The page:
Monday, April 5, 2010


Am I the only one...

...who has had it occur to them that the Reverend Doctor Rufus W. Griswold was the Sammy Glick of 19th century literary America?Edgar Allan Poe The Lighthouse...who thinks that Poe's "unfinished" story "The Lighthouse," is completed? I see the tale's final words, "The basis on which the structure rests seems to me to be chalk..." followed by a blank diary entry, not as a break in the narrative, but a punchline.

Why is there this insane persistence in attributing the poem "Impromptu to Kate Carol" to Poe? John Grier Varner ("Note On a Poem Attributed to Poe," "American Literature" March 1936) showed conclusively that this short verse, which appeared anonymously in the "Broadway Journal"--as column filler--in April 1845, was the work of Frances S. Osgood, but his research has been strangely ignored.Frances Sargent Osgood"Kate Carol" was the name of Osgood's literary alter ego. She not only published poems and stories as "Kate," but also addressed works to her little imaginary friend--giving her writings an unsettling schizophrenic quality. And how anyone can picture Poe composing lines like...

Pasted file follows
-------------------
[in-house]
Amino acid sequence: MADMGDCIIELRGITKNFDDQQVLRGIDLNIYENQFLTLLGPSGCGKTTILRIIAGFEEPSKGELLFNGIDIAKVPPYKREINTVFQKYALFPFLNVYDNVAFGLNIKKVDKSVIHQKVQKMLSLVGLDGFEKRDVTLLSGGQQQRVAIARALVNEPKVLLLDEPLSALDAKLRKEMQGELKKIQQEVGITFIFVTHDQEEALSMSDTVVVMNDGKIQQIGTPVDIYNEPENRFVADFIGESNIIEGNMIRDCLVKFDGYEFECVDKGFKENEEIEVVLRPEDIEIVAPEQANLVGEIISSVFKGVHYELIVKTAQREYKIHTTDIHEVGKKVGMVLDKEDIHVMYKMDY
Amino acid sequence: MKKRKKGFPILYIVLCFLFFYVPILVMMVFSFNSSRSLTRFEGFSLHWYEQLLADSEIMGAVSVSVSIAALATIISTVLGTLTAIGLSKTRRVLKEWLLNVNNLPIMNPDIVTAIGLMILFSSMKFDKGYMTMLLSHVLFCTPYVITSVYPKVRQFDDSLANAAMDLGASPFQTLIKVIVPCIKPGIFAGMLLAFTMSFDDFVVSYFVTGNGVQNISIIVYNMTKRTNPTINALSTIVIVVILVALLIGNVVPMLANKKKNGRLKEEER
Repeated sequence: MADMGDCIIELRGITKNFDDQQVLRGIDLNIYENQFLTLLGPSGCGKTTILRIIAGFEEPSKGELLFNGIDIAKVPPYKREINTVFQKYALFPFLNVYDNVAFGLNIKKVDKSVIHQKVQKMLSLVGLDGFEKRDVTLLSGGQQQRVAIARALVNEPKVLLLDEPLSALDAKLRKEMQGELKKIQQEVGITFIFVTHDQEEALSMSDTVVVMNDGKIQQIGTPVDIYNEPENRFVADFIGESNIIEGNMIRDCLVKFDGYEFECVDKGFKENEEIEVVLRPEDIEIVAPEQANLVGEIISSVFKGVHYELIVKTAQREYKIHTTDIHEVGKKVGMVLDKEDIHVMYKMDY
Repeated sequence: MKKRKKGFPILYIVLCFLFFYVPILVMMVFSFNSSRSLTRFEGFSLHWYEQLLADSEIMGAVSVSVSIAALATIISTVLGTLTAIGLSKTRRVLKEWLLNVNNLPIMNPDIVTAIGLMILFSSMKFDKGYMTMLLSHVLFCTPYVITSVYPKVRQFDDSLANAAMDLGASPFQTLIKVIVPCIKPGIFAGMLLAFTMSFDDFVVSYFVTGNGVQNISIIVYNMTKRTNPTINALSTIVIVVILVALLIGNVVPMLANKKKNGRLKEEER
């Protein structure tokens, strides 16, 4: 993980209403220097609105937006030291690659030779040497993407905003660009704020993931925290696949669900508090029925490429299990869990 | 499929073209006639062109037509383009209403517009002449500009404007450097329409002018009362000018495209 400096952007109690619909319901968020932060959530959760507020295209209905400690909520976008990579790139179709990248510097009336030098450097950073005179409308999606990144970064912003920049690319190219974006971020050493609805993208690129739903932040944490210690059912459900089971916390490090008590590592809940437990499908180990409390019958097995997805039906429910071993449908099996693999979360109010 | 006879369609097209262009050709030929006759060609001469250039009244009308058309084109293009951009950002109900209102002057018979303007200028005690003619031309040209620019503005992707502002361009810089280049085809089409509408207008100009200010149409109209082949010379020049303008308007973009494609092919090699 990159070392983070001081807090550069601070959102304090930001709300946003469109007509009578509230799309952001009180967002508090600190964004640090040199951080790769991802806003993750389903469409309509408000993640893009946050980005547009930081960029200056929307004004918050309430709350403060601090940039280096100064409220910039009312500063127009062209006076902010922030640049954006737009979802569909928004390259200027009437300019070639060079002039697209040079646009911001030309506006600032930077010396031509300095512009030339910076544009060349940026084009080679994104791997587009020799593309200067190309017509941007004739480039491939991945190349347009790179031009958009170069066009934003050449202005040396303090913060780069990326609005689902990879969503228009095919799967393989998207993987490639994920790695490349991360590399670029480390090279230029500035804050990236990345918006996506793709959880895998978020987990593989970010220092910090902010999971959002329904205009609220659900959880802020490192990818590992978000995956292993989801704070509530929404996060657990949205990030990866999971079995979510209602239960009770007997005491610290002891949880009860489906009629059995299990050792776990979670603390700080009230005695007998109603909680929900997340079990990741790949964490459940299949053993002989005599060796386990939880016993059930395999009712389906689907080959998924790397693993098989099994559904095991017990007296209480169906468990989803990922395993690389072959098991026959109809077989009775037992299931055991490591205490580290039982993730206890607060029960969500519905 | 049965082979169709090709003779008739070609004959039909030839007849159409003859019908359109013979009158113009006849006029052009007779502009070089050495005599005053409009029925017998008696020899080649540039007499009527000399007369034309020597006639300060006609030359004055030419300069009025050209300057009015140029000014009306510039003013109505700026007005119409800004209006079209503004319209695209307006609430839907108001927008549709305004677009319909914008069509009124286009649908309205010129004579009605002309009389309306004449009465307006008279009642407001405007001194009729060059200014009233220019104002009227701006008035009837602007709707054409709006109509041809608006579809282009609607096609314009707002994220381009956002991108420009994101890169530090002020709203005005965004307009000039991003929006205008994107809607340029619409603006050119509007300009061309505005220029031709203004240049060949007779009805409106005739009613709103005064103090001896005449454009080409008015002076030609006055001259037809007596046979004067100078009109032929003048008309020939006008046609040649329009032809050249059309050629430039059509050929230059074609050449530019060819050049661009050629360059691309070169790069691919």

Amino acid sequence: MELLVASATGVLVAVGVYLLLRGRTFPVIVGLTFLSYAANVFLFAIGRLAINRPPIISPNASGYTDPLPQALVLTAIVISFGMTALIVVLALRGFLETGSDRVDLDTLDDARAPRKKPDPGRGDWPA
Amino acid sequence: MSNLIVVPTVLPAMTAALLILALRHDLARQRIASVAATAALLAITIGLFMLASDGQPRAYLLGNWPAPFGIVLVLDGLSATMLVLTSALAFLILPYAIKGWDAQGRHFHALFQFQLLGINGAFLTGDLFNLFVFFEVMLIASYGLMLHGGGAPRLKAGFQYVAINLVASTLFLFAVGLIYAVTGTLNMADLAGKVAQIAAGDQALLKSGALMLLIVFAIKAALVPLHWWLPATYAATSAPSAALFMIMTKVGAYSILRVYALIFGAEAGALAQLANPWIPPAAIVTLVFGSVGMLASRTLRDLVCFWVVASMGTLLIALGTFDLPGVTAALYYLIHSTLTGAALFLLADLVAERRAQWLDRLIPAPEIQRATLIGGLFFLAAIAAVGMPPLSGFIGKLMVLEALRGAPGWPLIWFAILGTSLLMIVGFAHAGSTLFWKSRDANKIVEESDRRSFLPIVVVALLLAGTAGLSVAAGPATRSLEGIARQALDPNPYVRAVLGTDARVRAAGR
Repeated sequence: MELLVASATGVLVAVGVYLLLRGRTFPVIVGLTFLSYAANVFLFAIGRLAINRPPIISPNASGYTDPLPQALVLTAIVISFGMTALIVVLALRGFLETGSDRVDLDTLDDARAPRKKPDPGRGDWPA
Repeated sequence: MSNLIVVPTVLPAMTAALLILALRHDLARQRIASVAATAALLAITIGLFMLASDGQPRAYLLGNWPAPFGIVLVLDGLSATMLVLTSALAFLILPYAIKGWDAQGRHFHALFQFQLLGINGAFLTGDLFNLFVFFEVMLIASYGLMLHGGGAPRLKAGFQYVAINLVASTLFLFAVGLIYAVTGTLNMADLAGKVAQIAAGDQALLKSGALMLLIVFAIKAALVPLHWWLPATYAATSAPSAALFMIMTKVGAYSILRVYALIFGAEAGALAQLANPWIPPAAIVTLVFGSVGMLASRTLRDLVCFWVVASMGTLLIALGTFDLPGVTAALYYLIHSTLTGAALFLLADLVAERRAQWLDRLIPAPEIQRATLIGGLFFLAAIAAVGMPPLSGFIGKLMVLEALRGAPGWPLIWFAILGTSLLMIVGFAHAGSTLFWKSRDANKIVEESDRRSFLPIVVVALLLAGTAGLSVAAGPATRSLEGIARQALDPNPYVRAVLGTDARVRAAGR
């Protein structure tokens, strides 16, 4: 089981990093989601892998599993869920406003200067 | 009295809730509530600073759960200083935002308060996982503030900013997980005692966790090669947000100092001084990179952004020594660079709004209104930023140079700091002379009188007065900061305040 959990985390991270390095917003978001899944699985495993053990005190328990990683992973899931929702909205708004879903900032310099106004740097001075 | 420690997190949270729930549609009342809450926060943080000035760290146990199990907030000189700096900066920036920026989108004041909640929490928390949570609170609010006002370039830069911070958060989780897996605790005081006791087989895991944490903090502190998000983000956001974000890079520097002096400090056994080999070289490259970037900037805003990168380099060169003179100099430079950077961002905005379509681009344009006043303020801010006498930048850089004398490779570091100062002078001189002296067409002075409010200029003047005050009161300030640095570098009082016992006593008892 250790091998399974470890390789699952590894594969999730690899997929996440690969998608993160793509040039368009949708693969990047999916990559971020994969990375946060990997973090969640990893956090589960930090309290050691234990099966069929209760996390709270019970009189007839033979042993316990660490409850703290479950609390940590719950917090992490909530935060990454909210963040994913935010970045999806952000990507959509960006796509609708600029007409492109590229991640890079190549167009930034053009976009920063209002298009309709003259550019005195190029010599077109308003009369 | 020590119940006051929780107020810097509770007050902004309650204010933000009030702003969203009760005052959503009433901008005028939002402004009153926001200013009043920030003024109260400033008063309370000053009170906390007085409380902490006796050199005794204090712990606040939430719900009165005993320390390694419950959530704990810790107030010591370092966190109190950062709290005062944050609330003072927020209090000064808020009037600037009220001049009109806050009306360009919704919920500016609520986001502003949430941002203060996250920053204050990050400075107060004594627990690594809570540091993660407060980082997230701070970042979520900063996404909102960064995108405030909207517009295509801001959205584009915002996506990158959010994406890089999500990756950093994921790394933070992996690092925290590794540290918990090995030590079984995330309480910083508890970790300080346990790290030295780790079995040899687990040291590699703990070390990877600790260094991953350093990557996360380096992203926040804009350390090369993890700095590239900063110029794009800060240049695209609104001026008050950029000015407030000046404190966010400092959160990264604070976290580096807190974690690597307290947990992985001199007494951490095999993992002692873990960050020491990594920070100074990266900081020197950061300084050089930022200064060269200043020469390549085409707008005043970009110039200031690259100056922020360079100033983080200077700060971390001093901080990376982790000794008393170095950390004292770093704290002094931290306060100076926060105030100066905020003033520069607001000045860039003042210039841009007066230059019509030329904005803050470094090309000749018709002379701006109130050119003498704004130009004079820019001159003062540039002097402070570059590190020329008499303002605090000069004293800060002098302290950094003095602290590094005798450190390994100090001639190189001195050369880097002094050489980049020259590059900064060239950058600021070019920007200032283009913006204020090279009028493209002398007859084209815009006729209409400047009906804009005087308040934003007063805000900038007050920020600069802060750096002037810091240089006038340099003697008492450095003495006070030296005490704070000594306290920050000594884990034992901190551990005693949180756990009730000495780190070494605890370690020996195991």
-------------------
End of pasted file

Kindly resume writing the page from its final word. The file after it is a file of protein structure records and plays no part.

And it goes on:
"When from your gems of thought I turn
To those pure orbs, your heart to learn,
I scarce know which to prize most high
The bright i-dea, or the bright dear-eye." frankly beyond my comprehension. Even James Whitcomb Riley would have been embarrassed to put Poe's name to this stuff.

Note: The common explanation for the inconvenient fact Varner disclosed (that Osgood dedicated this same poem to Elizabeth Oakes Smith, under the title of "To 'The Sinless Child,'") is that Osgood merely copied Poe's supposed tribute to her and presented it to Smith as her own work. This idiotic theory would be hilarious, if it wasn't accepted as serious scholarship. Fanny Osgood was a sadly peculiar woman, but even she would hesitate to gift another poet with verse she had merely cribbed from a back issue of the "Broadway Journal."

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